He adds that he often finds himself trying to diffuse the anxiety of parents who blame themselves and feel they did something wrong – such as giving their child something harmful to eat or exposing him or her to someone with leukemia. Ritchey reassures them that the disease isn't contagious. "I try to say, 'No, that's not the case.' We really do think it's a genetic mistake, and it's nothing [you could] control."
Focusing on the Fight
Ellyn says she doesn't think about the why. It's the one question she doesn't ask.
"It doesn't do me any good. There's nothing we can do to change this. It's not as if you have an adult who gets liver cancer because they're a drinker or who gets lung cancer because they're a smoker, and they can look back and say, 'I shouldn't have done that.' Gabriella didn't do anything," she stops, and then repeats, "She didn't do anything."
Gabriella started radiation treatment last year, two weeks before Thanksgiving. Ellyn, 45, was about to start a new job, but decided that Gabriella needed her at home instead. Her husband Mark, a 41-year-old real estate agent, also wanted to stay home, but Ellyn put the kibosh on that plan, knowing it would only set off alarm bells for Gabriella. She said life needed to continue like "normal."
For the next six weeks, it was anything but. Monday through Friday, Ellyn drove her daughter an hour to Inova Fairfax Hospital for radiation sessions. Not allowed to stay in the treatment suite with her daughter, Ellyn sat in the waiting room crocheting a hot pink scarf for Gabriella's 10th birthday.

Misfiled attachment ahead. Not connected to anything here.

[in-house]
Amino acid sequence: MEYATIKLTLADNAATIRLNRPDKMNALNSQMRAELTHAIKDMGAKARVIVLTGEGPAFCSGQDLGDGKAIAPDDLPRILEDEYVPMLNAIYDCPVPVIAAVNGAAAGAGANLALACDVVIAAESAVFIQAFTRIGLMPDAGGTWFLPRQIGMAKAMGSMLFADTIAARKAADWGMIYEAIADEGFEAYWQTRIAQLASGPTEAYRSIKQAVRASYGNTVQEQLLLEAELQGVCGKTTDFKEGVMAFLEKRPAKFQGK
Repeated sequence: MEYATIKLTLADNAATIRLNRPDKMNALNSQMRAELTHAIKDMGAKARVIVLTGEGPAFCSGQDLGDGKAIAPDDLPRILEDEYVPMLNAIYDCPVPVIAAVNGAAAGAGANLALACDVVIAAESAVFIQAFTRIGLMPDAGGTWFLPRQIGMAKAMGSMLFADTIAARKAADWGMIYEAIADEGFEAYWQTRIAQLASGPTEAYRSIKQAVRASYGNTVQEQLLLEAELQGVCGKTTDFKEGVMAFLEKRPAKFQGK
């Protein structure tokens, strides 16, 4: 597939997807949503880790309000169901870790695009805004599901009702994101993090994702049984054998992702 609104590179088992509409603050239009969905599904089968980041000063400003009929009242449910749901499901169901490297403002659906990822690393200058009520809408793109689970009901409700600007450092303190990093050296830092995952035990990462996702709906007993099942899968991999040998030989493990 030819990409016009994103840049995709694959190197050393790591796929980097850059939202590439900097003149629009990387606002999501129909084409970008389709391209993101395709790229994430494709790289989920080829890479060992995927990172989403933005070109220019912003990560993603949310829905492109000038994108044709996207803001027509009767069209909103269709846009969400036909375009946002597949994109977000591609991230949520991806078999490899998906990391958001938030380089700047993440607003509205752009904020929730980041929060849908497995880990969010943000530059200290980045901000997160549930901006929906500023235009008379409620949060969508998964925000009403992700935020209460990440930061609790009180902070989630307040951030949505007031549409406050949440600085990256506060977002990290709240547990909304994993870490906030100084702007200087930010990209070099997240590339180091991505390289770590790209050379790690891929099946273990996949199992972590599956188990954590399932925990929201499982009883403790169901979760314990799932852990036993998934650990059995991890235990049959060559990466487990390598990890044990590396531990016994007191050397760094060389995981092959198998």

"When it ended, there's supposed to be such this joy, but as it was coming to a close, I had such anxiety and wasn't sleeping," Ellyn recalls, saying she felt helpless and wanted to do more. Next came a year-long clinical trial involving an experimental drug. While Gabriella's health remains uncertain, thanks to the intensive treatment her inoperable tumor has shrunk about 80 percent – to the size of a pecan.
Talking with Gabriella, you'd never know she's been in the hospital more than most 70-year-olds. Her bubbly personality masks all the scans, needles, vomiting and fatigue she's endured. "I like colors," she chatters, perched on the edge of her couch dressed in a black dress with lime green, red, blue, orange and yellow ruffles. "I like bright purple. And I love stuffed animals," she says, giggling, as she wraps herself in a monkey her size. "I have about a million."
The fifth grader also loves school, particularly language arts. Gabriella once used to write poems about fairies. Now she writes about the other children she meets in the hospital – the friends she's made and lost along the way.
Hope, helps us get better.
Hope, gives us another day to look forward to.
Hope, helps us believe we can survive.
Hope can help us win this battle.
And if all else fails, Hope can lead the others to win the war.
And by Hope, I mean a little girl, a little girl – with cancer. Gabriella says scribbling words on paper – like the poem above about her friend who was diagnosed with leukemia – helps her "get it all out."
Last winter, Gabriella drew the attention of the national media for a different kind of writing. During the holidays, Macy's pledged to donate a dollar to Make-A-Wish for every letter the retailer received to Santa. The foundation had granted Gabriella's wish to visit Paris, and she wanted to other kids get their wishes granted too. So Gabriella started a letter-writing campaign to try to bring in 10,000 more Santa letters to boost the store's contribution. The initiative went viral; 250,000 letters flooded in. Bowled over, Macy's donated an extra $25,000, which covered 36 wishes for kids like Gabriella.
Her newfound fame propelled her into publishing. In honor of Childhood Cancer Awareness Month in September, she collaborated with author Cindy Chambers for a book called "Beamer Learns About Cancer," about a dog and a boy named Kyle who learn how cancer cells are formed and what it's like to be a patient in the hospital. For Gabriella, it was the realization of a dream. "I want to be an author," she says.